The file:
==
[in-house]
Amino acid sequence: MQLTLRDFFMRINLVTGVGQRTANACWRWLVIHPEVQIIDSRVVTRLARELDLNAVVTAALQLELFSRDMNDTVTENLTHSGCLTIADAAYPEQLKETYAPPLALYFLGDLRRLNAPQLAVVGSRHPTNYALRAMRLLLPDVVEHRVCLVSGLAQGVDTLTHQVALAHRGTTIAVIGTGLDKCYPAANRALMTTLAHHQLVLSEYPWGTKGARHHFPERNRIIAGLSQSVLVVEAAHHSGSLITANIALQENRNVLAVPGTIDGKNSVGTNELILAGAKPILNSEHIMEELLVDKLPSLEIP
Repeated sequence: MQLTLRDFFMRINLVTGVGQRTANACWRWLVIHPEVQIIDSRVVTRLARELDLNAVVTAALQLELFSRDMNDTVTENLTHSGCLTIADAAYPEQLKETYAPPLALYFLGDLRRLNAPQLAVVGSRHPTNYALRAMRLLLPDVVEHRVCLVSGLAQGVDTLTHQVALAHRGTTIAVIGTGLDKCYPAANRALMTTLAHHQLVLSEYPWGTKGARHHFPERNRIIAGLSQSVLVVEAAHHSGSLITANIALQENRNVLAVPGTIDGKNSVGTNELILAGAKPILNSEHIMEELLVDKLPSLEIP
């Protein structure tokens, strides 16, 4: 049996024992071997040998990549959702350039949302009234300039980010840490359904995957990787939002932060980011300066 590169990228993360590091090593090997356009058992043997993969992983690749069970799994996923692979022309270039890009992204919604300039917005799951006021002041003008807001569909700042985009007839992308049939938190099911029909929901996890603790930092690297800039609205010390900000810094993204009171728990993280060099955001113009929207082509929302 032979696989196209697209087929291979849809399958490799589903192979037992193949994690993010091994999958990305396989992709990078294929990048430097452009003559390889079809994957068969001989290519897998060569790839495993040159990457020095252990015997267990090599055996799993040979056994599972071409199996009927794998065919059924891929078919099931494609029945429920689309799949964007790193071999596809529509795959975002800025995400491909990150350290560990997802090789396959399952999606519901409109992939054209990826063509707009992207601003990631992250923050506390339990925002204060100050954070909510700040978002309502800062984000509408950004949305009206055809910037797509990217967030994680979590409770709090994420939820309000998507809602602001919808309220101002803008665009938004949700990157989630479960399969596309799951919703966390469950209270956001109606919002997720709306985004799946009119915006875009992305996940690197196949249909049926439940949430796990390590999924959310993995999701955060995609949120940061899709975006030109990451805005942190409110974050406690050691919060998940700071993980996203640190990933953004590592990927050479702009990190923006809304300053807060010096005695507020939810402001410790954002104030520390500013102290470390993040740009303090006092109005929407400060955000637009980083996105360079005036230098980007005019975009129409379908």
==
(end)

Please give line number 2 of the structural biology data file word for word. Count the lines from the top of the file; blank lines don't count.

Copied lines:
Amino acid sequence: MQLTLRDFFMRINLVTGVGQRTANACWRWLVIHPEVQIIDSRVVTRLARELDLNAVVTAALQLELFSRDMNDTVTENLTHSGCLTIADAAYPEQLKETYAPPLALYFLGDLRRLNAPQLAVVGSRHPTNYALRAMRLLLPDVVEHRVCLVSGLAQGVDTLTHQVALAHRGTTIAVIGTGLDKCYPAANRALMTTLAHHQLVLSEYPWGTKGARHHFPERNRIIAGLSQSVLVVEAAHHSGSLITANIALQENRNVLAVPGTIDGKNSVGTNELILAGAKPILNSEHIMEELLVDKLPSLEIP